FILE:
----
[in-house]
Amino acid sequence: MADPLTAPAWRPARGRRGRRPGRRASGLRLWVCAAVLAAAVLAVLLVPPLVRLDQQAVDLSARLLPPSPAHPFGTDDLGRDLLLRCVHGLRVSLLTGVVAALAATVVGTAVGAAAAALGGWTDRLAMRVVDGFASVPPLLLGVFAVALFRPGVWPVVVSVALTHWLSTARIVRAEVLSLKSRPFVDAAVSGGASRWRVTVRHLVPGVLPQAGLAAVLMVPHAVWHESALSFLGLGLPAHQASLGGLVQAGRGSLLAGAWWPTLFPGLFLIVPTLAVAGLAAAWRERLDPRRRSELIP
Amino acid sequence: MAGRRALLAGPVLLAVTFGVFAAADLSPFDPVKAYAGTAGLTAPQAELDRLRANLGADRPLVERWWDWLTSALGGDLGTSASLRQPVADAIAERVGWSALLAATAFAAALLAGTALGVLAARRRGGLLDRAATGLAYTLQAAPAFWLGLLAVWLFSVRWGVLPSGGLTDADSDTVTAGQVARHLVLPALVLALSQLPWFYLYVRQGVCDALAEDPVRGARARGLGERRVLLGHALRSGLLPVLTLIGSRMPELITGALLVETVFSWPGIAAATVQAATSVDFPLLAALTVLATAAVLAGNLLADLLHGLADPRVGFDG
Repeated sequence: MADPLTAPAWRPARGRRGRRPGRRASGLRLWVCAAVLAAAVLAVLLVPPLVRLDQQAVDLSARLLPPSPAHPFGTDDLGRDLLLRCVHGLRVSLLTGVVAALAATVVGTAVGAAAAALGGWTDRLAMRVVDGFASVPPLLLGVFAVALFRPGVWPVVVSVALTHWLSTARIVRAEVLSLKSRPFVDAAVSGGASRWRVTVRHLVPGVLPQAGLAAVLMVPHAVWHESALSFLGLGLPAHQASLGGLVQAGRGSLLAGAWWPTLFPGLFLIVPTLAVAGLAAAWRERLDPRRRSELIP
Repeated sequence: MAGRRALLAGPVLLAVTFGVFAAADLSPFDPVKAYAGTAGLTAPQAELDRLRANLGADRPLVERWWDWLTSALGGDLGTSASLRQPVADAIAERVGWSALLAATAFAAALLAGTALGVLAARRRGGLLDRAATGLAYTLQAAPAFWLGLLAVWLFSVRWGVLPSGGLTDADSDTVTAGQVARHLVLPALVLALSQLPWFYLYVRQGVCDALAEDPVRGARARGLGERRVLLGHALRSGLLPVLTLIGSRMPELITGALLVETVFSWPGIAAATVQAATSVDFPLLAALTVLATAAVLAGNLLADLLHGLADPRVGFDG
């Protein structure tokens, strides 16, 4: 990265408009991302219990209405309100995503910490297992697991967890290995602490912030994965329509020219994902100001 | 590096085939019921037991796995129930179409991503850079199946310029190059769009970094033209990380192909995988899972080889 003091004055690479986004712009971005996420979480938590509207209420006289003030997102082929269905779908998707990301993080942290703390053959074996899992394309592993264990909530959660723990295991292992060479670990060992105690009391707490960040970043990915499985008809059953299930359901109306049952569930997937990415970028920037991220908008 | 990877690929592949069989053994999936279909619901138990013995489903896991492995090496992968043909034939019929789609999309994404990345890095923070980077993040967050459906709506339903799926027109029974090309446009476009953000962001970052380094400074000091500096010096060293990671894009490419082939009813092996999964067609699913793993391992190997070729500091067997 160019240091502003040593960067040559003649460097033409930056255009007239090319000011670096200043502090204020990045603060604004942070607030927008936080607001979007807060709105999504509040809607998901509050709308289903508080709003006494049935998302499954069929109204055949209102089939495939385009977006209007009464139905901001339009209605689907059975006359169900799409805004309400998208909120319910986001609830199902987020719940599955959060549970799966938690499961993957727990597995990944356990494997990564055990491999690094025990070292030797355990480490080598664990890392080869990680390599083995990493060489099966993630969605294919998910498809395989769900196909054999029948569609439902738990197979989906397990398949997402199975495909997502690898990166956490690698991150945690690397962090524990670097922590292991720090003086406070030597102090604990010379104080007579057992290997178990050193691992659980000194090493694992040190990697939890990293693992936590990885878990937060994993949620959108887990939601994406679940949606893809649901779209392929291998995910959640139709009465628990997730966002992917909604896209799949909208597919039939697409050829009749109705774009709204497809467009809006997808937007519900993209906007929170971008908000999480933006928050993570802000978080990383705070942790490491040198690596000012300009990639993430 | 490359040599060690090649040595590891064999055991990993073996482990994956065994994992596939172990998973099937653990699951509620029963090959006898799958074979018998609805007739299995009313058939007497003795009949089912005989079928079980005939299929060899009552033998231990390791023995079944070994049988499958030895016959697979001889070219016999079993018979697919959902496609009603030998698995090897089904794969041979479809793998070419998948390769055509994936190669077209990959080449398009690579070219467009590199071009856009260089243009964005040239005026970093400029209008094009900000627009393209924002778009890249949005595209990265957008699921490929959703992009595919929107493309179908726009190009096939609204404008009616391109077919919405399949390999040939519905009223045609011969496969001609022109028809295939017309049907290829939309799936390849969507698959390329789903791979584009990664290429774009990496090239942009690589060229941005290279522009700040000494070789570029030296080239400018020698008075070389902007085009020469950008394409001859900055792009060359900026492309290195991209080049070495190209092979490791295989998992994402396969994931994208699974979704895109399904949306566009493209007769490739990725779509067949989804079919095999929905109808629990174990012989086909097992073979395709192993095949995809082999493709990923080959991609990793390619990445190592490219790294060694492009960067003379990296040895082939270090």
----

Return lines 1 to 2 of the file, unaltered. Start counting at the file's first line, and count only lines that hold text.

[in-house]
Amino acid sequence: MADPLTAPAWRPARGRRGRRPGRRASGLRLWVCAAVLAAAVLAVLLVPPLVRLDQQAVDLSARLLPPSPAHPFGTDDLGRDLLLRCVHGLRVSLLTGVVAALAATVVGTAVGAAAAALGGWTDRLAMRVVDGFASVPPLLLGVFAVALFRPGVWPVVVSVALTHWLSTARIVRAEVLSLKSRPFVDAAVSGGASRWRVTVRHLVPGVLPQAGLAAVLMVPHAVWHESALSFLGLGLPAHQASLGGLVQAGRGSLLAGAWWPTLFPGLFLIVPTLAVAGLAAAWRERLDPRRRSELIP